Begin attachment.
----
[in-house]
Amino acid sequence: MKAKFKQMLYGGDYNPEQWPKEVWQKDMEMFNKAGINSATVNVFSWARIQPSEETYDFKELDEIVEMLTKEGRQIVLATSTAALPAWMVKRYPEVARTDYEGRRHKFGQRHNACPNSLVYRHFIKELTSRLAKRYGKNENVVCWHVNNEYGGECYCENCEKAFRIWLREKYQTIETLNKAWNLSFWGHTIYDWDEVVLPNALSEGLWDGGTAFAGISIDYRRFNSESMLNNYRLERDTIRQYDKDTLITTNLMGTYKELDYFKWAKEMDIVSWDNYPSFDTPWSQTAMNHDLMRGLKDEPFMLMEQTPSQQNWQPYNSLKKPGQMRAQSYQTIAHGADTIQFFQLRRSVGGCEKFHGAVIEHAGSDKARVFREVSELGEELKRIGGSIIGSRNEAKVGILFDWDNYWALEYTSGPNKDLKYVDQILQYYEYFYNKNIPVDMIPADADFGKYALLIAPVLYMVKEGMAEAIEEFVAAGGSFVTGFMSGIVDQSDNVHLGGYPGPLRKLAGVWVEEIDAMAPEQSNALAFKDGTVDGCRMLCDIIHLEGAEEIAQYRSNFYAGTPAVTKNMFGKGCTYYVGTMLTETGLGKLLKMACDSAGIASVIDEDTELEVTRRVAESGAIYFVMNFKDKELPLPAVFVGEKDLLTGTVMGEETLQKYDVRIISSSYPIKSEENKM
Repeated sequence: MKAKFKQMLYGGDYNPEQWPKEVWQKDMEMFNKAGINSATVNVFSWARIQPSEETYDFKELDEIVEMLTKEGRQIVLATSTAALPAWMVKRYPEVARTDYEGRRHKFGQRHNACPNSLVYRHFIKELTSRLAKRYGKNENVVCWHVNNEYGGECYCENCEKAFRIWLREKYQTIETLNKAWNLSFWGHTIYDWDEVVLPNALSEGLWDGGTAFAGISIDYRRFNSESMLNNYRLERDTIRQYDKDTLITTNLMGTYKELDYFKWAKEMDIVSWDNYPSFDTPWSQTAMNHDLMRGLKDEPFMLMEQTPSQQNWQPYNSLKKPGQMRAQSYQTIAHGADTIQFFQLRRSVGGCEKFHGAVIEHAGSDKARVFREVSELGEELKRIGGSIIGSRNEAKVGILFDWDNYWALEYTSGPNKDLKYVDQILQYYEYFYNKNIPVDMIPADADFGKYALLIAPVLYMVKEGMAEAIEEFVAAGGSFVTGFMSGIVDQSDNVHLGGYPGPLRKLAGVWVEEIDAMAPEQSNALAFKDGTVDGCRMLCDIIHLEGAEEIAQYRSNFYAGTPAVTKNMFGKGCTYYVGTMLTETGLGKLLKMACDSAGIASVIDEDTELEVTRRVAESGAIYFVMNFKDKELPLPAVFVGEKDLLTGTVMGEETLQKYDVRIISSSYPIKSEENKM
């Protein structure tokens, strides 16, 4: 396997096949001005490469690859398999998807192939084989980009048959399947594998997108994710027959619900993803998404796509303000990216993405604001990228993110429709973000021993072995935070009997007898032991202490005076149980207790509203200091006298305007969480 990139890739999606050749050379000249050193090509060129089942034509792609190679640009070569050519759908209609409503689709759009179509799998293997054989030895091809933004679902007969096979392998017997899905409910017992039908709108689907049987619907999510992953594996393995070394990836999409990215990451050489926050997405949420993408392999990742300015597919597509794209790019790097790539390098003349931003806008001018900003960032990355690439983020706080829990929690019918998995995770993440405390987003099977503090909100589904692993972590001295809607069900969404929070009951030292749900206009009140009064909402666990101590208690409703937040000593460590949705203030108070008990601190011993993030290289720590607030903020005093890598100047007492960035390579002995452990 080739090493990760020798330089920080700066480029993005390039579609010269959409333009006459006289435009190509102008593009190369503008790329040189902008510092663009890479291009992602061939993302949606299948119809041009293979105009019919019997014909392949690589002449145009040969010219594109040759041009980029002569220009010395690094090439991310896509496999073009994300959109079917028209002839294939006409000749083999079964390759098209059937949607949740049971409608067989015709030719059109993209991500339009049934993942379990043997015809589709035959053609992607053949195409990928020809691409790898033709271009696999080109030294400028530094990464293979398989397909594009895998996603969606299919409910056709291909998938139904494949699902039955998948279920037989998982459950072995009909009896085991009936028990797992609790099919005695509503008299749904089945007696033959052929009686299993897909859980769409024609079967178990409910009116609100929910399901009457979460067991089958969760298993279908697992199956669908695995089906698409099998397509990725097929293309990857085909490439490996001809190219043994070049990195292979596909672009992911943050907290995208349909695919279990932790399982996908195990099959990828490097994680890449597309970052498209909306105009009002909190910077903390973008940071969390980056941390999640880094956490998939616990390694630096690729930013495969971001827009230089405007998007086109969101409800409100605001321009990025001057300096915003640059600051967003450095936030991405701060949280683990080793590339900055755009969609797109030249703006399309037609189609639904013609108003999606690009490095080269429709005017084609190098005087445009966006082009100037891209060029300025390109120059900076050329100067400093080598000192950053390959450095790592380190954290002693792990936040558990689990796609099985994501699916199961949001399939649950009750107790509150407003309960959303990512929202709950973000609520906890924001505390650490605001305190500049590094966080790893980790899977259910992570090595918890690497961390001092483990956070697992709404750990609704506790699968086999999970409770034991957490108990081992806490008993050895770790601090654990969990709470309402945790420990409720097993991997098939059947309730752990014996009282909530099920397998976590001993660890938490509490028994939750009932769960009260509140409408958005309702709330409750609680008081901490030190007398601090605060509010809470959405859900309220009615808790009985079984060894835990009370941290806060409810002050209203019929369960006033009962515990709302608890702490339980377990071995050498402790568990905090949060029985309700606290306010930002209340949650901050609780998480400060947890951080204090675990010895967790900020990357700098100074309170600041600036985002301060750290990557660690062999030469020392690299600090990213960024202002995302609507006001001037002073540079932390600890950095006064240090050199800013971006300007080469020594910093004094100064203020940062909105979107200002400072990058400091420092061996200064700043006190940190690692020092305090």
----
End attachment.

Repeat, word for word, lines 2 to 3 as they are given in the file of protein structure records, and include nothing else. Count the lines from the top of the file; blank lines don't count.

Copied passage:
Amino acid sequence: MKAKFKQMLYGGDYNPEQWPKEVWQKDMEMFNKAGINSATVNVFSWARIQPSEETYDFKELDEIVEMLTKEGRQIVLATSTAALPAWMVKRYPEVARTDYEGRRHKFGQRHNACPNSLVYRHFIKELTSRLAKRYGKNENVVCWHVNNEYGGECYCENCEKAFRIWLREKYQTIETLNKAWNLSFWGHTIYDWDEVVLPNALSEGLWDGGTAFAGISIDYRRFNSESMLNNYRLERDTIRQYDKDTLITTNLMGTYKELDYFKWAKEMDIVSWDNYPSFDTPWSQTAMNHDLMRGLKDEPFMLMEQTPSQQNWQPYNSLKKPGQMRAQSYQTIAHGADTIQFFQLRRSVGGCEKFHGAVIEHAGSDKARVFREVSELGEELKRIGGSIIGSRNEAKVGILFDWDNYWALEYTSGPNKDLKYVDQILQYYEYFYNKNIPVDMIPADADFGKYALLIAPVLYMVKEGMAEAIEEFVAAGGSFVTGFMSGIVDQSDNVHLGGYPGPLRKLAGVWVEEIDAMAPEQSNALAFKDGTVDGCRMLCDIIHLEGAEEIAQYRSNFYAGTPAVTKNMFGKGCTYYVGTMLTETGLGKLLKMACDSAGIASVIDEDTELEVTRRVAESGAIYFVMNFKDKELPLPAVFVGEKDLLTGTVMGEETLQKYDVRIISSSYPIKSEENKM
Repeated sequence: MKAKFKQMLYGGDYNPEQWPKEVWQKDMEMFNKAGINSATVNVFSWARIQPSEETYDFKELDEIVEMLTKEGRQIVLATSTAALPAWMVKRYPEVARTDYEGRRHKFGQRHNACPNSLVYRHFIKELTSRLAKRYGKNENVVCWHVNNEYGGECYCENCEKAFRIWLREKYQTIETLNKAWNLSFWGHTIYDWDEVVLPNALSEGLWDGGTAFAGISIDYRRFNSESMLNNYRLERDTIRQYDKDTLITTNLMGTYKELDYFKWAKEMDIVSWDNYPSFDTPWSQTAMNHDLMRGLKDEPFMLMEQTPSQQNWQPYNSLKKPGQMRAQSYQTIAHGADTIQFFQLRRSVGGCEKFHGAVIEHAGSDKARVFREVSELGEELKRIGGSIIGSRNEAKVGILFDWDNYWALEYTSGPNKDLKYVDQILQYYEYFYNKNIPVDMIPADADFGKYALLIAPVLYMVKEGMAEAIEEFVAAGGSFVTGFMSGIVDQSDNVHLGGYPGPLRKLAGVWVEEIDAMAPEQSNALAFKDGTVDGCRMLCDIIHLEGAEEIAQYRSNFYAGTPAVTKNMFGKGCTYYVGTMLTETGLGKLLKMACDSAGIASVIDEDTELEVTRRVAESGAIYFVMNFKDKELPLPAVFVGEKDLLTGTVMGEETLQKYDVRIISSSYPIKSEENKM